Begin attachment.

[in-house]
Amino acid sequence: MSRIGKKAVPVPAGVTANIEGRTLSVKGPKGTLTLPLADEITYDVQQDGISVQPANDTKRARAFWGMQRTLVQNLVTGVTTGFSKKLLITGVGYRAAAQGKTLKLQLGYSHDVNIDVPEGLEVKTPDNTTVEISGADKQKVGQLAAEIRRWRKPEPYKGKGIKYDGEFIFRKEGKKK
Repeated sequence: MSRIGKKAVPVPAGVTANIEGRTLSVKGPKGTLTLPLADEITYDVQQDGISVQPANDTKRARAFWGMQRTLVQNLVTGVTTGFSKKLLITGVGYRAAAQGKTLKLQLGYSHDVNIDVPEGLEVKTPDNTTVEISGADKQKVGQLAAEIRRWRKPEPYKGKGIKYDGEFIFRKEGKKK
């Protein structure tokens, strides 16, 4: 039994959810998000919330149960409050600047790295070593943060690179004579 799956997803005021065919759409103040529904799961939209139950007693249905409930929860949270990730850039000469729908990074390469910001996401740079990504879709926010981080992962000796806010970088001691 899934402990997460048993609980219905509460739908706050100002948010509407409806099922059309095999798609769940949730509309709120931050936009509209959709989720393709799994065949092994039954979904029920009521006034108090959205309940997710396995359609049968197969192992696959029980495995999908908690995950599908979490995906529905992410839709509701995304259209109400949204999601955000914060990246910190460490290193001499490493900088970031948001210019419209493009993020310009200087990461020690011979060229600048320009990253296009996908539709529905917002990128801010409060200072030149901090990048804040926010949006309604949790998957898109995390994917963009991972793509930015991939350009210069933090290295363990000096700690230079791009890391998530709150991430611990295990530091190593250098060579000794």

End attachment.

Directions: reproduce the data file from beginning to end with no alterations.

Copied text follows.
[in-house]
Amino acid sequence: MSRIGKKAVPVPAGVTANIEGRTLSVKGPKGTLTLPLADEITYDVQQDGISVQPANDTKRARAFWGMQRTLVQNLVTGVTTGFSKKLLITGVGYRAAAQGKTLKLQLGYSHDVNIDVPEGLEVKTPDNTTVEISGADKQKVGQLAAEIRRWRKPEPYKGKGIKYDGEFIFRKEGKKK
Repeated sequence: MSRIGKKAVPVPAGVTANIEGRTLSVKGPKGTLTLPLADEITYDVQQDGISVQPANDTKRARAFWGMQRTLVQNLVTGVTTGFSKKLLITGVGYRAAAQGKTLKLQLGYSHDVNIDVPEGLEVKTPDNTTVEISGADKQKVGQLAAEIRRWRKPEPYKGKGIKYDGEFIFRKEGKKK
């Protein structure tokens, strides 16, 4: 039994959810998000919330149960409050600047790295070593943060690179004579 799956997803005021065919759409103040529904799961939209139950007693249905409930929860949270990730850039000469729908990074390469910001996401740079990504879709926010981080992962000796806010970088001691 899934402990997460048993609980219905509460739908706050100002948010509407409806099922059309095999798609769940949730509309709120931050936009509209959709989720393709799994065949092994039954979904029920009521006034108090959205309940997710396995359609049968197969192992696959029980495995999908908690995950599908979490995906529905992410839709509701995304259209109400949204999601955000914060990246910190460490290193001499490493900088970031948001210019419209493009993020310009200087990461020690011979060229600048320009990253296009996908539709529905917002990128801010409060200072030149901090990048804040926010949006309604949790998957898109995390994917963009991972793509930015991939350009210069933090290295363990000096700690230079791009890391998530709150991430611990295990530091190593250098060579000794």